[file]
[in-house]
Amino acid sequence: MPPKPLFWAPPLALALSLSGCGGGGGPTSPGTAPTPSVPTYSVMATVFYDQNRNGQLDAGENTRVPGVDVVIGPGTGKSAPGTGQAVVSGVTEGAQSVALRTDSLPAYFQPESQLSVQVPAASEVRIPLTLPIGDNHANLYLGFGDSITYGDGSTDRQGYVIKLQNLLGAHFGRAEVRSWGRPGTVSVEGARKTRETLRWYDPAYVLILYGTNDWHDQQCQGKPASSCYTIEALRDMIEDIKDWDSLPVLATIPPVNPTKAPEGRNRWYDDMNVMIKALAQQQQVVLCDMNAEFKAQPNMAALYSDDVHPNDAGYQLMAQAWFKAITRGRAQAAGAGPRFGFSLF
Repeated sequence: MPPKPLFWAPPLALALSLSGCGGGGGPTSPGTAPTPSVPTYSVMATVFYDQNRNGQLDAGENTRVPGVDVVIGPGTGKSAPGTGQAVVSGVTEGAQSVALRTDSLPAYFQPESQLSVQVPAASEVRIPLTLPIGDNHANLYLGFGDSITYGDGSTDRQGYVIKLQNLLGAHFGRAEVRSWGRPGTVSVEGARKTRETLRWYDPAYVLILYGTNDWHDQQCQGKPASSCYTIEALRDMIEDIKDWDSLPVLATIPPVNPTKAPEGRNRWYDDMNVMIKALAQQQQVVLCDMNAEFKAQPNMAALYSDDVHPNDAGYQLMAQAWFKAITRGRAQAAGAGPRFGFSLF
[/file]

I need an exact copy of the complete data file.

[in-house]
Amino acid sequence: MPPKPLFWAPPLALALSLSGCGGGGGPTSPGTAPTPSVPTYSVMATVFYDQNRNGQLDAGENTRVPGVDVVIGPGTGKSAPGTGQAVVSGVTEGAQSVALRTDSLPAYFQPESQLSVQVPAASEVRIPLTLPIGDNHANLYLGFGDSITYGDGSTDRQGYVIKLQNLLGAHFGRAEVRSWGRPGTVSVEGARKTRETLRWYDPAYVLILYGTNDWHDQQCQGKPASSCYTIEALRDMIEDIKDWDSLPVLATIPPVNPTKAPEGRNRWYDDMNVMIKALAQQQQVVLCDMNAEFKAQPNMAALYSDDVHPNDAGYQLMAQAWFKAITRGRAQAAGAGPRFGFSLF
Repeated sequence: MPPKPLFWAPPLALALSLSGCGGGGGPTSPGTAPTPSVPTYSVMATVFYDQNRNGQLDAGENTRVPGVDVVIGPGTGKSAPGTGQAVVSGVTEGAQSVALRTDSLPAYFQPESQLSVQVPAASEVRIPLTLPIGDNHANLYLGFGDSITYGDGSTDRQGYVIKLQNLLGAHFGRAEVRSWGRPGTVSVEGARKTRETLRWYDPAYVLILYGTNDWHDQQCQGKPASSCYTIEALRDMIEDIKDWDSLPVLATIPPVNPTKAPEGRNRWYDDMNVMIKALAQQQQVVLCDMNAEFKAQPNMAALYSDDVHPNDAGYQLMAQAWFKAITRGRAQAAGAGPRFGFSLF